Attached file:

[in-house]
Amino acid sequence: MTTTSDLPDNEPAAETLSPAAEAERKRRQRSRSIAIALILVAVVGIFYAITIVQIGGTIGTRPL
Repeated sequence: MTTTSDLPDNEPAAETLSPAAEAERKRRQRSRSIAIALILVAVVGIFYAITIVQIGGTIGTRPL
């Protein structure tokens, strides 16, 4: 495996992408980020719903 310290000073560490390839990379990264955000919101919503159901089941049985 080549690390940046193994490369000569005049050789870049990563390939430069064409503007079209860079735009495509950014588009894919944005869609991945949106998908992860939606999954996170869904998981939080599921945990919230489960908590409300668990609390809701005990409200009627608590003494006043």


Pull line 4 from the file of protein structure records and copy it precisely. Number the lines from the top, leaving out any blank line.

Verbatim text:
């Protein structure tokens, strides 16, 4: 495996992408980020719903 310290000073560490390839990379990264955000919101919503159901089941049985 080549690390940046193994490369000569005049050789870049990563390939430069064409503007079209860079735009495509950014588009894919944005869609991945949106998908992860939606999954996170869904998981939080599921945990919230489960908590409300668990609390809701005990409200009627608590003494006043």